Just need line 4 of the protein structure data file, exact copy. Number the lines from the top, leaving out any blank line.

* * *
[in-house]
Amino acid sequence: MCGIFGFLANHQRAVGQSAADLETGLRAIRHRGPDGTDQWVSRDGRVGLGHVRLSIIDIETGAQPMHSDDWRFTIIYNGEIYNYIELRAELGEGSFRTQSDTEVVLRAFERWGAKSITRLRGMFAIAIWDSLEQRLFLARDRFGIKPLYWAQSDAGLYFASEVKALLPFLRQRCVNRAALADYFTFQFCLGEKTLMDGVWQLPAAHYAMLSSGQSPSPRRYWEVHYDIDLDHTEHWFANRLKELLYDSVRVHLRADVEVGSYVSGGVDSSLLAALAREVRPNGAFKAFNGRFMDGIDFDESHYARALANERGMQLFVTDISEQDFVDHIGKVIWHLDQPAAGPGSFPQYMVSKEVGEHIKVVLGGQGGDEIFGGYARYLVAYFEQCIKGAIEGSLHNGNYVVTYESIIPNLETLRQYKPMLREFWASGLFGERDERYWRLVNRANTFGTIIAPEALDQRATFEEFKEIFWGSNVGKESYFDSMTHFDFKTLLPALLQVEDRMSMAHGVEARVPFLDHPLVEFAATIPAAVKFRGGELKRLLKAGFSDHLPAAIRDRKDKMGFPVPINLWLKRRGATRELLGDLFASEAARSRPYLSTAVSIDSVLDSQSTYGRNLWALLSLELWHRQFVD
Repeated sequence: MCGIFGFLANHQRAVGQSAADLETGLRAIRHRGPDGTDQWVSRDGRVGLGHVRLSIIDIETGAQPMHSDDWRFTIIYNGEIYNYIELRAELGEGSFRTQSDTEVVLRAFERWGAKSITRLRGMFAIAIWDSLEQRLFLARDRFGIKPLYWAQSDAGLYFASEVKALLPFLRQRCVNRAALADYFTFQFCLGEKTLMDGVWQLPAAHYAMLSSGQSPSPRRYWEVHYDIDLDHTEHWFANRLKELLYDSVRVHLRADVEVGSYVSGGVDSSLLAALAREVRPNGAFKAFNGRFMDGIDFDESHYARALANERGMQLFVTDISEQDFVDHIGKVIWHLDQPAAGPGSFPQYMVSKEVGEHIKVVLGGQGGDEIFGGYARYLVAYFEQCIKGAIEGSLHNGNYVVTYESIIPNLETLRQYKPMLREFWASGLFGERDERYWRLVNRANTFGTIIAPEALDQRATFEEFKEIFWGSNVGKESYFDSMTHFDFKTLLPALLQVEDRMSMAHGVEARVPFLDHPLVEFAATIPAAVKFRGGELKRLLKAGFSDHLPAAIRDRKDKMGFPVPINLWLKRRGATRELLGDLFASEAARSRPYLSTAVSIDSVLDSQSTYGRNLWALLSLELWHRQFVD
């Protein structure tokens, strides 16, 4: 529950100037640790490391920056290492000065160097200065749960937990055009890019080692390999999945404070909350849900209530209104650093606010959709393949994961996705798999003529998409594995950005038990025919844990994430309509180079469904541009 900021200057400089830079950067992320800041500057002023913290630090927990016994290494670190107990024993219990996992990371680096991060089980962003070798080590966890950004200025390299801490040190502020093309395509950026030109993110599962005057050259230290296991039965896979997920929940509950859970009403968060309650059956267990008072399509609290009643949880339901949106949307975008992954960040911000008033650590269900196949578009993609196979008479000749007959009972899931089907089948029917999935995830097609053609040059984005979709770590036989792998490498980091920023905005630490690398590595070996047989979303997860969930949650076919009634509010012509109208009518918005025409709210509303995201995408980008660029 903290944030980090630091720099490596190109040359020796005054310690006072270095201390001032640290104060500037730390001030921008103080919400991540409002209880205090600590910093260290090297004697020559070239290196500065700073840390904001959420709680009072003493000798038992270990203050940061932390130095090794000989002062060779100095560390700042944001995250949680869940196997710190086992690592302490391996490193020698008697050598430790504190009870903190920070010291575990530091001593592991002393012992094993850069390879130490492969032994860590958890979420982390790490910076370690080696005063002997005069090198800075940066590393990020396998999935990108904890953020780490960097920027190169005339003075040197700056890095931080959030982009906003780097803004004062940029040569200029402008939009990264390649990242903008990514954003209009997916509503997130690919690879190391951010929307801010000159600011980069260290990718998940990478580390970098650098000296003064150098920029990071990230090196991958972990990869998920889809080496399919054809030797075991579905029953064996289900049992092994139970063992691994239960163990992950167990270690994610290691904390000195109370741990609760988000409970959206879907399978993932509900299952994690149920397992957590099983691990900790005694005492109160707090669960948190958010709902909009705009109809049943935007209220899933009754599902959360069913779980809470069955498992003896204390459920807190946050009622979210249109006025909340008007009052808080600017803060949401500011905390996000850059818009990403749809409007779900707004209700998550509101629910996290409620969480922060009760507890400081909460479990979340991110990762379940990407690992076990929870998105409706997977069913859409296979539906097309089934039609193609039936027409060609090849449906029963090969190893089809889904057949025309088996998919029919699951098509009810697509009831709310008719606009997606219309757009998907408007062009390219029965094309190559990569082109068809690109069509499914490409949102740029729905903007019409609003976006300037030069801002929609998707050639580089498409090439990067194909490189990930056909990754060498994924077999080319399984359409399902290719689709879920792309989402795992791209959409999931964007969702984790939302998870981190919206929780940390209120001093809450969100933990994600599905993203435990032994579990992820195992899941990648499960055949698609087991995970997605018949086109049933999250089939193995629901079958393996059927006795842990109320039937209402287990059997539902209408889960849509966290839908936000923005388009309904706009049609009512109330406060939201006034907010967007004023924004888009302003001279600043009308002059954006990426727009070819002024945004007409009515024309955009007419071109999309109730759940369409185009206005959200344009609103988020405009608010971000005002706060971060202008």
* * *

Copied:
């Protein structure tokens, strides 16, 4: 529950100037640790490391920056290492000065160097200065749960937990055009890019080692390999999945404070909350849900209530209104650093606010959709393949994961996705798999003529998409594995950005038990025919844990994430309509180079469904541009 900021200057400089830079950067992320800041500057002023913290630090927990016994290494670190107990024993219990996992990371680096991060089980962003070798080590966890950004200025390299801490040190502020093309395509950026030109993110599962005057050259230290296991039965896979997920929940509950859970009403968060309650059956267990008072399509609290009643949880339901949106949307975008992954960040911000008033650590269900196949578009993609196979008479000749007959009972899931089907089948029917999935995830097609053609040059984005979709770590036989792998490498980091920023905005630490690398590595070996047989979303997860969930949650076919009634509010012509109208009518918005025409709210509303995201995408980008660029 903290944030980090630091720099490596190109040359020796005054310690006072270095201390001032640290104060500037730390001030921008103080919400991540409002209880205090600590910093260290090297004697020559070239290196500065700073840390904001959420709680009072003493000798038992270990203050940061932390130095090794000989002062060779100095560390700042944001995250949680869940196997710190086992690592302490391996490193020698008697050598430790504190009870903190920070010291575990530091001593592991002393012992094993850069390879130490492969032994860590958890979420982390790490910076370690080696005063002997005069090198800075940066590393990020396998999935990108904890953020780490960097920027190169005339003075040197700056890095931080959030982009906003780097803004004062940029040569200029402008939009990264390649990242903008990514954003209009997916509503997130690919690879190391951010929307801010000159600011980069260290990718998940990478580390970098650098000296003064150098920029990071990230090196991958972990990869998920889809080496399919054809030797075991579905029953064996289900049992092994139970063992691994239960163990992950167990270690994610290691904390000195109370741990609760988000409970959206879907399978993932509900299952994690149920397992957590099983691990900790005694005492109160707090669960948190958010709902909009705009109809049943935007209220899933009754599902959360069913779980809470069955498992003896204390459920807190946050009622979210249109006025909340008007009052808080600017803060949401500011905390996000850059818009990403749809409007779900707004209700998550509101629910996290409620969480922060009760507890400081909460479990979340991110990762379940990407690992076990929870998105409706997977069913859409296979539906097309089934039609193609039936027409060609090849449906029963090969190893089809889904057949025309088996998919029919699951098509009810697509009831709310008719606009997606219309757009998907408007062009390219029965094309190559990569082109068809690109069509499914490409949102740029729905903007019409609003976006300037030069801002929609998707050639580089498409090439990067194909490189990930056909990754060498994924077999080319399984359409399902290719689709879920792309989402795992791209959409999931964007969702984790939302998870981190919206929780940390209120001093809450969100933990994600599905993203435990032994579990992820195992899941990648499960055949698609087991995970997605018949086109049933999250089939193995629901079958393996059927006795842990109320039937209402287990059997539902209408889960849509966290839908936000923005388009309904706009049609009512109330406060939201006034907010967007004023924004888009302003001279600043009308002059954006990426727009070819002024945004007409009515024309955009007419071109999309109730759940369409185009206005959200344009609103988020405009608010971000005002706060971060202008």